A new phrase entered the JPL lexicon in the early 1990s: the Mars Science Microrover. The Rocky family slowly grew and by 1992, Rocky 4 was incorporating a rock chipper, seismometer and sensors, and displaying even better mobility. The next generation microrover, quite possibly the flight rover, would have to be solar powered, generating only a few watts of power. Thus, each electrical component would have to consume as little power as possible. The rover would also need to have a brain, and JPL selected the trusted Intel 80C85 microprocessor that had been reliably used on its space probes for years. It was slow, having only 6,500 transistors, but it could withstand the rigors of space radiation and could perform all the tasks required for this first Martian rover.
In the JPL world of space hardware design, however, everything is always subject to change. The design of the microrover was really in a state of flux, whether it involved the rover suspension and wheel design, thermal control, telecommunications design, power generation, or other systems. This was entirely new ground for the engineers at JPL, because it was one thing to design terrestrial rovers with little regard to either size or weight, but an entirely different thing to downsize the rover and all that entailed in order to fit on a lander that would take it to the surface of Mars. There were routine peer reviews of the rover design as it evolved and during the 1993 to 1994 timeframe, it became clear that the rover would have to have sufficient ground clearance during its short traverses, while at the same time being as compact as possible in order to fit on the folded lander. How could this be accomplished?
The solution was quite clever. The rocker-bogie suspension system was designed to be collapsible in relation to the rover body. Months of work went into this vital aspect of the microrover and when refined, it succeed in reducing the stowed height of the vehicle to only eighteen centimeters. Aside from this, an on-going debate continued as to whether the rover should operate with an electrical tether running to the lander, or whether the it should operate wirelessly. There were strong cases for and against each approach. The primary case for a tether was that it ensured uninterrupted communication and power from the lander to the rover. Against it was the very distinct possibility of the tether deployment spool somehow becoming jammed or the tether becoming snagged by a rock. In the end, the rover team succeeded in winning the vote for wireless communications. The rover would have onboard battery power, but they would not be rechargeable as this would add prohibitive weight to the vehicle. Instead, solar power would be the rover's primary electrical power source. By 1994, the flight rover program was given the name Microrover Flight Experiment (MFEX).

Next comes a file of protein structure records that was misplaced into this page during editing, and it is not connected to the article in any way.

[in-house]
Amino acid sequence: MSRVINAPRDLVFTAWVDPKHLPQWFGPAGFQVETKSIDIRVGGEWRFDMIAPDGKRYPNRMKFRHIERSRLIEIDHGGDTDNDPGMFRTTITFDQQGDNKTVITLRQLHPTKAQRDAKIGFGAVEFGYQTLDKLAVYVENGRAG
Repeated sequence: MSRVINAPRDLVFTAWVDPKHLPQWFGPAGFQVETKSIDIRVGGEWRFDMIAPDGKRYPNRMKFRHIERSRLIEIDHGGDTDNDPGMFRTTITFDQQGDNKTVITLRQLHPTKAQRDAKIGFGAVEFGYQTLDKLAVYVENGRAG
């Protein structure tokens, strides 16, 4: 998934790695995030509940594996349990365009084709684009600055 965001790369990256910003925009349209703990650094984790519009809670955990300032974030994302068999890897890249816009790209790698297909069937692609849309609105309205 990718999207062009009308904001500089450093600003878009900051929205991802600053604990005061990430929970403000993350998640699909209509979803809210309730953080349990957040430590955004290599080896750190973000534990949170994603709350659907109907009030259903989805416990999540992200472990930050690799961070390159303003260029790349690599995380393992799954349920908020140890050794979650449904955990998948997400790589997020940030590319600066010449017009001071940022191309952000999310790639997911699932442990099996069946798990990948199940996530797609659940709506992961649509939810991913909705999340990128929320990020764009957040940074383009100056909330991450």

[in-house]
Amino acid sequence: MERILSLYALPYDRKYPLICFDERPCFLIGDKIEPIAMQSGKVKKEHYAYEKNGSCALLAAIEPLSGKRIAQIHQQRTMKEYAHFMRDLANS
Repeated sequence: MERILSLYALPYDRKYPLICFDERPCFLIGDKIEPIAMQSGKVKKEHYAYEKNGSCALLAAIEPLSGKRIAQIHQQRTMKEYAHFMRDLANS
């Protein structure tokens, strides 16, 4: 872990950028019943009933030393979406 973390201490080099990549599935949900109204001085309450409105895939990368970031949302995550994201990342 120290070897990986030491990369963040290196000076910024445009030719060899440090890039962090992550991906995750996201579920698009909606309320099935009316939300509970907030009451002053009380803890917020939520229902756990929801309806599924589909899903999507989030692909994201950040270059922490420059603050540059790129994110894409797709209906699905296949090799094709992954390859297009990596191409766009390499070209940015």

The rover and the lander were meant to be technology demonstrators. The mission to Mars was designed to prove capability through all aspects of the mission,
from launch, to entry into Mars' thin atmosphere, descent to its surface and deployment of the spacecraft once there. Any science would take a back seat. That did not sit too well with the scientific community, however, which saw this mission as a prime opportunity to gain new knowledge about Mars, something they had not been able to do for almost twenty years. However, MESUR Pathfinder was still regarded as a means to an end, a technology demonstrator that would prove many vital mission aspects that would be employed on future rover missions. Any scientific instruments on either the lander or the rover that jeopardized the fixed mission funding cap would be dispensed with.
"Pathfinder from beginning to end was a technology demonstration mission,'' Andrew Mishkin told this author in a 2006 interview. Mishkin was a Senior Systems Engineer on the program and would later work on the Mars Exploration Rover (MER) program. "It never became a science-driven mission. It was a cost-capped mission and was given the option of reduced capability in order to stay within that cost cap. That is one of the differences from a science-driven mission, where other things would have to be rearranged to ensure that the original science objectives were met. This mission could be adapted and various capabilities altered in order to ensure that demonstration of the low-cost landing system could be achieved.'' [Mishkin's1997 book, Sojourner: An Insider's View of the Mars Pathfinder Mission, is listed in the Bibliography.]
Was this article helpful?
Do we really want the one thing that gives us its resources unconditionally to suffer even more than it is suffering now? Nature, is a part of our being from the earliest human days. We respect Nature and it gives us its bounty, but in the recent past greedy money hungry corporations have made us all so destructive, so wasteful.